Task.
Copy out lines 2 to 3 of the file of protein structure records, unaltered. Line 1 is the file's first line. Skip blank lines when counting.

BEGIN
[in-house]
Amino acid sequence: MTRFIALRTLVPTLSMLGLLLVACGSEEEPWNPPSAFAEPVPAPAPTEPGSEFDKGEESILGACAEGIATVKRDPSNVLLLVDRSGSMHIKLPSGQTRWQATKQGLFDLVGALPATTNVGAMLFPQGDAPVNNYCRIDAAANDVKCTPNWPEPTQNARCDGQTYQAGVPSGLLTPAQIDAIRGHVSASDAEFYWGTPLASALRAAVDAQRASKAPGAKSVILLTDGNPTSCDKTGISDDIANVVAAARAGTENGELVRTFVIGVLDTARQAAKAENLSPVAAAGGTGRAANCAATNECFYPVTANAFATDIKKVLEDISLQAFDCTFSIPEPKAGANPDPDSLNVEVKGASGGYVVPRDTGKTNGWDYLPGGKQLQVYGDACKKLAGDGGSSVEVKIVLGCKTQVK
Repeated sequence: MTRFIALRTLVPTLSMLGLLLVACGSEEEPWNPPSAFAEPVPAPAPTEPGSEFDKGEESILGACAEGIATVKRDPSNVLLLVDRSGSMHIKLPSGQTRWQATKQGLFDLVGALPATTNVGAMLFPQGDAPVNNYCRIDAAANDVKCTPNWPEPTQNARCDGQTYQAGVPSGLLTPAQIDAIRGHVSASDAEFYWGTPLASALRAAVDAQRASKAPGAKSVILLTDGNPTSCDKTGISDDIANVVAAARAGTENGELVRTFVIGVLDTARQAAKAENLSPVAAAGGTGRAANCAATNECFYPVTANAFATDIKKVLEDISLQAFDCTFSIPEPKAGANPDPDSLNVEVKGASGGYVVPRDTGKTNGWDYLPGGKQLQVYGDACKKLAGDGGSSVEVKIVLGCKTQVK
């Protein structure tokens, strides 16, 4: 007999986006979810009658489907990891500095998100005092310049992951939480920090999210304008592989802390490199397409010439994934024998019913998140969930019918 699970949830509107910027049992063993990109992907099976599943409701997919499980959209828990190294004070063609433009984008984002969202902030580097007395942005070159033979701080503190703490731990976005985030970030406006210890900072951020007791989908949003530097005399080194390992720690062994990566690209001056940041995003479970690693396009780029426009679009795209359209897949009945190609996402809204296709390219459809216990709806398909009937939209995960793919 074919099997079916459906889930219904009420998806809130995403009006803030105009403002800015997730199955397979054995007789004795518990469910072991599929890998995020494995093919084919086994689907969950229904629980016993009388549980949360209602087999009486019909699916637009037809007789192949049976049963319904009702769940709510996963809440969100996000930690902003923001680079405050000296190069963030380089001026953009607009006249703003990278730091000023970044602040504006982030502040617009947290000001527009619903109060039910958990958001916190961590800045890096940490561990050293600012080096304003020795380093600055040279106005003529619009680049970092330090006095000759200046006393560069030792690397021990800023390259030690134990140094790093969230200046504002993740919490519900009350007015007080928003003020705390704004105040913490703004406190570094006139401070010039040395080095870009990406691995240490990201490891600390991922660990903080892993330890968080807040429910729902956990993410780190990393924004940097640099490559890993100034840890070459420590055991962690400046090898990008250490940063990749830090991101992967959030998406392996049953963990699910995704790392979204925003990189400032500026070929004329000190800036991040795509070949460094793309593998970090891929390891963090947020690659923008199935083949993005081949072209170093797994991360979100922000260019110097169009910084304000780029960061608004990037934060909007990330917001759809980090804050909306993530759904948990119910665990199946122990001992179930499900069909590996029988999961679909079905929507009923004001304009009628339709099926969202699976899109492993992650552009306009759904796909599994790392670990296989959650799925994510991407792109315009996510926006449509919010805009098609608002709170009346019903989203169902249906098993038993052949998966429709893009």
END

Amino acid sequence: MTRFIALRTLVPTLSMLGLLLVACGSEEEPWNPPSAFAEPVPAPAPTEPGSEFDKGEESILGACAEGIATVKRDPSNVLLLVDRSGSMHIKLPSGQTRWQATKQGLFDLVGALPATTNVGAMLFPQGDAPVNNYCRIDAAANDVKCTPNWPEPTQNARCDGQTYQAGVPSGLLTPAQIDAIRGHVSASDAEFYWGTPLASALRAAVDAQRASKAPGAKSVILLTDGNPTSCDKTGISDDIANVVAAARAGTENGELVRTFVIGVLDTARQAAKAENLSPVAAAGGTGRAANCAATNECFYPVTANAFATDIKKVLEDISLQAFDCTFSIPEPKAGANPDPDSLNVEVKGASGGYVVPRDTGKTNGWDYLPGGKQLQVYGDACKKLAGDGGSSVEVKIVLGCKTQVK
Repeated sequence: MTRFIALRTLVPTLSMLGLLLVACGSEEEPWNPPSAFAEPVPAPAPTEPGSEFDKGEESILGACAEGIATVKRDPSNVLLLVDRSGSMHIKLPSGQTRWQATKQGLFDLVGALPATTNVGAMLFPQGDAPVNNYCRIDAAANDVKCTPNWPEPTQNARCDGQTYQAGVPSGLLTPAQIDAIRGHVSASDAEFYWGTPLASALRAAVDAQRASKAPGAKSVILLTDGNPTSCDKTGISDDIANVVAAARAGTENGELVRTFVIGVLDTARQAAKAENLSPVAAAGGTGRAANCAATNECFYPVTANAFATDIKKVLEDISLQAFDCTFSIPEPKAGANPDPDSLNVEVKGASGGYVVPRDTGKTNGWDYLPGGKQLQVYGDACKKLAGDGGSSVEVKIVLGCKTQVK